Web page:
What are College Loans?
Anyone planning on attending college should first become educated about student loans. Since most American families can't afford the full cost of college, student loans are available to help delay the cost until the student begins earning a living. There are two main types of student loans: federal and non-federal, also known as private loans.
Determining Eligibility for Student Loans
Prospective students interested in obtaining student loans will have to fill out the Free Application for Federal Student Aid (FAFSA) to determine eligibility. While scholarships are doled out based on academic and athletic merit, student loans are offered according to a family's financial need. Students with significant savings in their own name will be penalized when student loan eligibility calculations are made. The federal government recognizes the burden placed on families who have multiple children attending college at the same time. Prospective college students who already have a sibling in college will likely be eligible for more loans than those without.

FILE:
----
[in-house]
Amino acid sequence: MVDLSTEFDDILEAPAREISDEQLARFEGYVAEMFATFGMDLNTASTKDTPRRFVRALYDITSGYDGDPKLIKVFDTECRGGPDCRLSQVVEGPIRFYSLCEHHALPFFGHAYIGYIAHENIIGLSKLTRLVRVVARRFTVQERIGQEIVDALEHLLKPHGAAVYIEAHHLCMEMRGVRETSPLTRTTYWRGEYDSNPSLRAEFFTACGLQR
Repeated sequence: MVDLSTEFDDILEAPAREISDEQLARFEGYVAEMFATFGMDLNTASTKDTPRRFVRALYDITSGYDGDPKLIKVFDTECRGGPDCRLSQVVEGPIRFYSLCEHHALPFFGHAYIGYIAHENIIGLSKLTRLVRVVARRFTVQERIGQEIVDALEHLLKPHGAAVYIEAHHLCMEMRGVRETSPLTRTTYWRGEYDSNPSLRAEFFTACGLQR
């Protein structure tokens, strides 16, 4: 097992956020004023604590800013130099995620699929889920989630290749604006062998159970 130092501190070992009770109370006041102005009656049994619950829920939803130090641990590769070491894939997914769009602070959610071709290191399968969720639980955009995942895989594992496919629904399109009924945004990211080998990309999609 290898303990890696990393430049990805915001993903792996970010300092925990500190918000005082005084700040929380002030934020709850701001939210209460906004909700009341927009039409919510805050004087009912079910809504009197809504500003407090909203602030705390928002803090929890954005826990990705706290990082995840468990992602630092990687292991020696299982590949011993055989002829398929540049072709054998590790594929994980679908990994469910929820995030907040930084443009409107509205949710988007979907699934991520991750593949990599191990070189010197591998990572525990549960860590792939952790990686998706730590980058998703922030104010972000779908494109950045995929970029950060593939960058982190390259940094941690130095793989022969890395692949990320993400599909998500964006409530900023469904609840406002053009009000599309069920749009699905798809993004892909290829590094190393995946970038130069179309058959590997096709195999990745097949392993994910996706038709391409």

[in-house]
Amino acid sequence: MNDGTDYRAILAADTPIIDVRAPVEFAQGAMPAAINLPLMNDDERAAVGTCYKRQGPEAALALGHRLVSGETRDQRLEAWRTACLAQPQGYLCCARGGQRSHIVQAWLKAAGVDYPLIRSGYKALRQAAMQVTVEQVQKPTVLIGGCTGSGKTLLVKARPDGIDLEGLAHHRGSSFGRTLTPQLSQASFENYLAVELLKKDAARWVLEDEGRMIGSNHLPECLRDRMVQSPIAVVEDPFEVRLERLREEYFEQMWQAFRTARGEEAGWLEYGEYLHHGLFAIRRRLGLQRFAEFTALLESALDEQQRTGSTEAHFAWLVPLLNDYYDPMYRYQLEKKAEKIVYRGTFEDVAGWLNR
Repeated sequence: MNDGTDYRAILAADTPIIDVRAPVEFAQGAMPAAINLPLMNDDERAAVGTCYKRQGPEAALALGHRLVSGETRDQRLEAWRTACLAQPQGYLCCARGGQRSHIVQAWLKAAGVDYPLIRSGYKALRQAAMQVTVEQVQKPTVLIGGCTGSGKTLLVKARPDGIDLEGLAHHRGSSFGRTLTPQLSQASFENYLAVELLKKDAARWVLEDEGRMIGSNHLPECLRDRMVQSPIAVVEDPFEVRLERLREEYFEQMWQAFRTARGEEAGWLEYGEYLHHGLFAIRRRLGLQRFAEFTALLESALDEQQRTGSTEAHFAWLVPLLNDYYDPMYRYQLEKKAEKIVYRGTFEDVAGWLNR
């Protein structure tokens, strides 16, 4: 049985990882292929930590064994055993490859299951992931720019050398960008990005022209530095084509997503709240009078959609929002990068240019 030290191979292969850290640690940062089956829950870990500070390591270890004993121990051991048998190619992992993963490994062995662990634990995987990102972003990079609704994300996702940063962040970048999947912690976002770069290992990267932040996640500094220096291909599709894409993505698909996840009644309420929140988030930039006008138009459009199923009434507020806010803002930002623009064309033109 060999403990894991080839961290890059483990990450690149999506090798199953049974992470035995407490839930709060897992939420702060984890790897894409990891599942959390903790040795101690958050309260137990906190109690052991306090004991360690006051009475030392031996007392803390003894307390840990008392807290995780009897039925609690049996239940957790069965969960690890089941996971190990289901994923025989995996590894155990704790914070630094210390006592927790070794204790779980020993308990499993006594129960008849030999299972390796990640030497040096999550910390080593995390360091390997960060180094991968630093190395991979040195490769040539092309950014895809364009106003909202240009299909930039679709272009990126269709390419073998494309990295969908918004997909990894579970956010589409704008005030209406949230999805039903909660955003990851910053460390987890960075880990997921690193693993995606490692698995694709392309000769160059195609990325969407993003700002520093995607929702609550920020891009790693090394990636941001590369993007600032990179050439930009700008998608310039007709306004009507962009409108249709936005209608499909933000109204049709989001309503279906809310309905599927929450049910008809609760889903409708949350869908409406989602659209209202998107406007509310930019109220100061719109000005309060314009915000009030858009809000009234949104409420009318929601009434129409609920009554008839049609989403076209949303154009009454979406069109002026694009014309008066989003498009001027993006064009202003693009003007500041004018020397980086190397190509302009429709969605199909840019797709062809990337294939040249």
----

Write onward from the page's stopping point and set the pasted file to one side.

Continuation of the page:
Federal Student Loans
Federal student loans come in the form of Stafford loans and Perkins loans. All federal student loans are unsecured college loans. Pell grants are also available from the federal government. Federal student loans are the most desirable of the two loan varieties as they are almost always offered at a reduced interest rate. Many are subsidized as
well. Subsidized student loans do not accumulate interest while the student is in school or during the six months after graduation.
The other reason why federal student loans are so appealing is that they are eligible for the federal government's recent Income Based Repayment (IBR) initiative. This program allows low income college graduates to forgo payments on the federal student loans until their income breaks a specific threshold. It also permits reduced payments based on a graduate's earnings. If a graduate eligible for the IBR program is still indebted on his original federal loans after 25 years of participation in the program, those loans will be canceled out.
Non-federal loans, commonly referred to as private loans, are also available for college students. Private loans are issued by banks and other major lending institutions. These are less desirable as they typically have a higher interest rate and they are not eligible for the IBR program. It is also more difficult to qualify for private student loans as lenders typically require the applicant to have an excellent credit rating. Some examples of non-federal student loans include those issued by large banks like Bank of America and Sallie Mae's Parent PLUS loans. Another consideration? Although all federal student loans are all unsecured college loans, a private loan may not be if you don't have good credit.Source: finance.alot.com